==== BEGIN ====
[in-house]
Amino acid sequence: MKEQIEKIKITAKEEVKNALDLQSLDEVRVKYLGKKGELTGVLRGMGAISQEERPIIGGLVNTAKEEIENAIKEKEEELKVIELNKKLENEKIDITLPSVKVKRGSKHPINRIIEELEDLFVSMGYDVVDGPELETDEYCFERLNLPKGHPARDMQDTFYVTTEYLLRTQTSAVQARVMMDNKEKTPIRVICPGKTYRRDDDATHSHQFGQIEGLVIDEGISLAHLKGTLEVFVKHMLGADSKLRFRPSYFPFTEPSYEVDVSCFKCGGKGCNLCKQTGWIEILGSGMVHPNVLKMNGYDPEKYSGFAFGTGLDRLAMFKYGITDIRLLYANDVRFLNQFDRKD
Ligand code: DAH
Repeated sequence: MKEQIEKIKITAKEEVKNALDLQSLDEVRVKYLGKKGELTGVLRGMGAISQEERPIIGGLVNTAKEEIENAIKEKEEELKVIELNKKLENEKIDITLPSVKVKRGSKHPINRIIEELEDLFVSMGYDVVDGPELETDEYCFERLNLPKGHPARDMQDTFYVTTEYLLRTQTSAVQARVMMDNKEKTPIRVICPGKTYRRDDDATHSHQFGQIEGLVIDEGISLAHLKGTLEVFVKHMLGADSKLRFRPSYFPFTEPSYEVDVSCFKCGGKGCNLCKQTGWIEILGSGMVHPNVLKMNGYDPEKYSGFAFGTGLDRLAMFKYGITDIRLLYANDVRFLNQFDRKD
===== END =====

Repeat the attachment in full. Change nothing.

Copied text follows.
[in-house]
Amino acid sequence: MKEQIEKIKITAKEEVKNALDLQSLDEVRVKYLGKKGELTGVLRGMGAISQEERPIIGGLVNTAKEEIENAIKEKEEELKVIELNKKLENEKIDITLPSVKVKRGSKHPINRIIEELEDLFVSMGYDVVDGPELETDEYCFERLNLPKGHPARDMQDTFYVTTEYLLRTQTSAVQARVMMDNKEKTPIRVICPGKTYRRDDDATHSHQFGQIEGLVIDEGISLAHLKGTLEVFVKHMLGADSKLRFRPSYFPFTEPSYEVDVSCFKCGGKGCNLCKQTGWIEILGSGMVHPNVLKMNGYDPEKYSGFAFGTGLDRLAMFKYGITDIRLLYANDVRFLNQFDRKD
Ligand code: DAH
Repeated sequence: MKEQIEKIKITAKEEVKNALDLQSLDEVRVKYLGKKGELTGVLRGMGAISQEERPIIGGLVNTAKEEIENAIKEKEEELKVIELNKKLENEKIDITLPSVKVKRGSKHPINRIIEELEDLFVSMGYDVVDGPELETDEYCFERLNLPKGHPARDMQDTFYVTTEYLLRTQTSAVQARVMMDNKEKTPIRVICPGKTYRRDDDATHSHQFGQIEGLVIDEGISLAHLKGTLEVFVKHMLGADSKLRFRPSYFPFTEPSYEVDVSCFKCGGKGCNLCKQTGWIEILGSGMVHPNVLKMNGYDPEKYSGFAFGTGLDRLAMFKYGITDIRLLYANDVRFLNQFDRKD